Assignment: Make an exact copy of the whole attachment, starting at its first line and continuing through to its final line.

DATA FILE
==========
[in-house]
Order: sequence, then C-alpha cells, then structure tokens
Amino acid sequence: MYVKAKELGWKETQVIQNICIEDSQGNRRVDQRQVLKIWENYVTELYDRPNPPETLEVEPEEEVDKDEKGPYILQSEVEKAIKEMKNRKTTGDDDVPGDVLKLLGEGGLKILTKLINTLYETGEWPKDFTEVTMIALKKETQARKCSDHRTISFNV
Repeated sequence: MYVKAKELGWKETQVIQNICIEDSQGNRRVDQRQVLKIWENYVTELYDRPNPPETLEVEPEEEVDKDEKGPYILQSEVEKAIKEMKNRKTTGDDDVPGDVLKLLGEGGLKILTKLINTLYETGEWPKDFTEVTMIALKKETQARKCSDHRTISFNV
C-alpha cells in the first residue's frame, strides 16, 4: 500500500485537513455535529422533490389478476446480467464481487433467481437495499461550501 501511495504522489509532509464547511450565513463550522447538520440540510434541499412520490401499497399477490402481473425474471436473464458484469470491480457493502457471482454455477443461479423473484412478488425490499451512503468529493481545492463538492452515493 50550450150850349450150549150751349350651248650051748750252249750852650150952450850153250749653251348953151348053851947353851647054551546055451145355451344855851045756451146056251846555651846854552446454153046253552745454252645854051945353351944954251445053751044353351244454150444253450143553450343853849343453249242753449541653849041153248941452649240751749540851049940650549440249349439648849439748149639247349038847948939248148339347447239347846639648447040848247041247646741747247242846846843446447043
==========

[in-house]
Order: sequence, then C-alpha cells, then structure tokens
Amino acid sequence: MYVKAKELGWKETQVIQNICIEDSQGNRRVDQRQVLKIWENYVTELYDRPNPPETLEVEPEEEVDKDEKGPYILQSEVEKAIKEMKNRKTTGDDDVPGDVLKLLGEGGLKILTKLINTLYETGEWPKDFTEVTMIALKKETQARKCSDHRTISFNV
Repeated sequence: MYVKAKELGWKETQVIQNICIEDSQGNRRVDQRQVLKIWENYVTELYDRPNPPETLEVEPEEEVDKDEKGPYILQSEVEKAIKEMKNRKTTGDDDVPGDVLKLLGEGGLKILTKLINTLYETGEWPKDFTEVTMIALKKETQARKCSDHRTISFNV
C-alpha cells in the first residue's frame, strides 16, 4: 500500500485537513455535529422533490389478476446480467464481487433467481437495499461550501 501511495504522489509532509464547511450565513463550522447538520440540510434541499412520490401499497399477490402481473425474471436473464458484469470491480457493502457471482454455477443461479423473484412478488425490499451512503468529493481545492463538492452515493 50550450150850349450150549150751349350651248650051748750252249750852650150952450850153250749653251348953151348053851947353851647054551546055451145355451344855851045756451146056251846555651846854552446454153046253552745454252645854051945353351944954251445053751044353351244454150444253450143553450343853849343453249242753449541653849041153248941452649240751749540851049940650549440249349439648849439748149639247349038847948939248148339347447239347846639648447040848247041247646741747247242846846843446447043